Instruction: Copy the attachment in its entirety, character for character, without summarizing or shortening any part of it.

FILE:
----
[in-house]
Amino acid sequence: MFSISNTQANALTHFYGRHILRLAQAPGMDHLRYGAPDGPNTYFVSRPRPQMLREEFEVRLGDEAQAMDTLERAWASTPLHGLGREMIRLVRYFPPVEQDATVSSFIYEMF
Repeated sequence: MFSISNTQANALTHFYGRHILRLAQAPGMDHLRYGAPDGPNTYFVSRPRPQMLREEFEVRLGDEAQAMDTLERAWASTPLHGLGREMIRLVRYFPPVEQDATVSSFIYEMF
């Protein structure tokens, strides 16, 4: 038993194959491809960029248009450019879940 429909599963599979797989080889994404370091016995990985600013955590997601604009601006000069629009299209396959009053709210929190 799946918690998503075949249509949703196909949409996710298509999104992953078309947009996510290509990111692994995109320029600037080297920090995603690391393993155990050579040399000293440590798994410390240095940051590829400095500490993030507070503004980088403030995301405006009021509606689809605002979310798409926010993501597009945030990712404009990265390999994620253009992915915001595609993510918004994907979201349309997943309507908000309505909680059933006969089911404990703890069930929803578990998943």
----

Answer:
[in-house]
Amino acid sequence: MFSISNTQANALTHFYGRHILRLAQAPGMDHLRYGAPDGPNTYFVSRPRPQMLREEFEVRLGDEAQAMDTLERAWASTPLHGLGREMIRLVRYFPPVEQDATVSSFIYEMF
Repeated sequence: MFSISNTQANALTHFYGRHILRLAQAPGMDHLRYGAPDGPNTYFVSRPRPQMLREEFEVRLGDEAQAMDTLERAWASTPLHGLGREMIRLVRYFPPVEQDATVSSFIYEMF
């Protein structure tokens, strides 16, 4: 038993194959491809960029248009450019879940 429909599963599979797989080889994404370091016995990985600013955590997601604009601006000069629009299209396959009053709210929190 799946918690998503075949249509949703196909949409996710298509999104992953078309947009996510290509990111692994995109320029600037080297920090995603690391393993155990050579040399000293440590798994410390240095940051590829400095500490993030507070503004980088403030995301405006009021509606689809605002979310798409926010993501597009945030990712404009990265390999994620253009992915915001595609993510918004994907979201349309997943309507908000309505909680059933006969089911404990703890069930929803578990998943």